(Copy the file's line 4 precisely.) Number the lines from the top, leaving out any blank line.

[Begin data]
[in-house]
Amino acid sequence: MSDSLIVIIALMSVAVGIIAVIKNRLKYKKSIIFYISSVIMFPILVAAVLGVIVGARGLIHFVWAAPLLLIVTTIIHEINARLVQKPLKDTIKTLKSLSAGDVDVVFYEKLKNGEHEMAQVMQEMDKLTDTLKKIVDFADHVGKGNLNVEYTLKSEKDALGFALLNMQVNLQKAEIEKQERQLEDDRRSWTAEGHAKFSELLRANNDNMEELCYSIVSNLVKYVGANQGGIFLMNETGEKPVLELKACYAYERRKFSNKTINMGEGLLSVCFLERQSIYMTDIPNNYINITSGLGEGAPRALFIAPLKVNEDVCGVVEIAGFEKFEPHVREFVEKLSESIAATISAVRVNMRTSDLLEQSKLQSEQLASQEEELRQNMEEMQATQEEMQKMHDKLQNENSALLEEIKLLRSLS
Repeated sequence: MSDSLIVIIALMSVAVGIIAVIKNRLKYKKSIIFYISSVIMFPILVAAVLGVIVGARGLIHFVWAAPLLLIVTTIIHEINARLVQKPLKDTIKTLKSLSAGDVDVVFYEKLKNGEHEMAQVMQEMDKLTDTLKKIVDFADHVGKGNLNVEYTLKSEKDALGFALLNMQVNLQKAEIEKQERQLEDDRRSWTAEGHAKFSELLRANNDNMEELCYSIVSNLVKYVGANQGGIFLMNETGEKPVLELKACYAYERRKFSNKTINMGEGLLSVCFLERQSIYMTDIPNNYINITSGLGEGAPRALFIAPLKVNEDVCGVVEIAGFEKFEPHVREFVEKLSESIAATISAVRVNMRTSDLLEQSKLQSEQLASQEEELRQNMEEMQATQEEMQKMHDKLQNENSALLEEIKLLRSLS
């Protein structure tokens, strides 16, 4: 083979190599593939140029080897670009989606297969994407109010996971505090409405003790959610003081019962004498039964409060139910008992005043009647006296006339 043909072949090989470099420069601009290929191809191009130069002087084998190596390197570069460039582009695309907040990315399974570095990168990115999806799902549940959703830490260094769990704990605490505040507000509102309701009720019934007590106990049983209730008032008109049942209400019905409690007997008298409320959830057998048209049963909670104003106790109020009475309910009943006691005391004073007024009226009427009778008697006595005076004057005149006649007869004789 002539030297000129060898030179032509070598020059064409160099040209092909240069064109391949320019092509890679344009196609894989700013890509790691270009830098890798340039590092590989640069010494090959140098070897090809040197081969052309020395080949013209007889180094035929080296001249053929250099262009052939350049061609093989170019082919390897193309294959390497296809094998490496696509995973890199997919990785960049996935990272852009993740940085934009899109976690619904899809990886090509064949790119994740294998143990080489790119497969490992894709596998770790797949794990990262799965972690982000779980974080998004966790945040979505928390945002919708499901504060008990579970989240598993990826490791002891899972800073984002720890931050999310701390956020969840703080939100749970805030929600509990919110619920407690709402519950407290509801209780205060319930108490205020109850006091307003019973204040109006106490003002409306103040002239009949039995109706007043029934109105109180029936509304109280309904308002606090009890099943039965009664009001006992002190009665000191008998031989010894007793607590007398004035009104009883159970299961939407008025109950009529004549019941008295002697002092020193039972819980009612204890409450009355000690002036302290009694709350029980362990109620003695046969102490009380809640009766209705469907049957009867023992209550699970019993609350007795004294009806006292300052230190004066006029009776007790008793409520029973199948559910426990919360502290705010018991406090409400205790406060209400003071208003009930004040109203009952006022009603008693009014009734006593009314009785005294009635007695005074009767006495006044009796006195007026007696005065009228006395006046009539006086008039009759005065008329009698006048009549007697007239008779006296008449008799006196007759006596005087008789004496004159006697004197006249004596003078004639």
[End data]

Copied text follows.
């Protein structure tokens, strides 16, 4: 083979190599593939140029080897670009989606297969994407109010996971505090409405003790959610003081019962004498039964409060139910008992005043009647006296006339 043909072949090989470099420069601009290929191809191009130069002087084998190596390197570069460039582009695309907040990315399974570095990168990115999806799902549940959703830490260094769990704990605490505040507000509102309701009720019934007590106990049983209730008032008109049942209400019905409690007997008298409320959830057998048209049963909670104003106790109020009475309910009943006691005391004073007024009226009427009778008697006595005076004057005149006649007869004789 002539030297000129060898030179032509070598020059064409160099040209092909240069064109391949320019092509890679344009196609894989700013890509790691270009830098890798340039590092590989640069010494090959140098070897090809040197081969052309020395080949013209007889180094035929080296001249053929250099262009052939350049061609093989170019082919390897193309294959390497296809094998490496696509995973890199997919990785960049996935990272852009993740940085934009899109976690619904899809990886090509064949790119994740294998143990080489790119497969490992894709596998770790797949794990990262799965972690982000779980974080998004966790945040979505928390945002919708499901504060008990579970989240598993990826490791002891899972800073984002720890931050999310701390956020969840703080939100749970805030929600509990919110619920407690709402519950407290509801209780205060319930108490205020109850006091307003019973204040109006106490003002409306103040002239009949039995109706007043029934109105109180029936509304109280309904308002606090009890099943039965009664009001006992002190009665000191008998031989010894007793607590007398004035009104009883159970299961939407008025109950009529004549019941008295002697002092020193039972819980009612204890409450009355000690002036302290009694709350029980362990109620003695046969102490009380809640009766209705469907049957009867023992209550699970019993609350007795004294009806006292300052230190004066006029009776007790008793409520029973199948559910426990919360502290705010018991406090409400205790406060209400003071208003009930004040109203009952006022009603008693009014009734006593009314009785005294009635007695005074009767006495006044009796006195007026007696005065009228006395006046009539006086008039009759005065008329009698006048009549007697007239008779006296008449008799006196007759006596005087008789004496004159006697004197006249004596003078004639």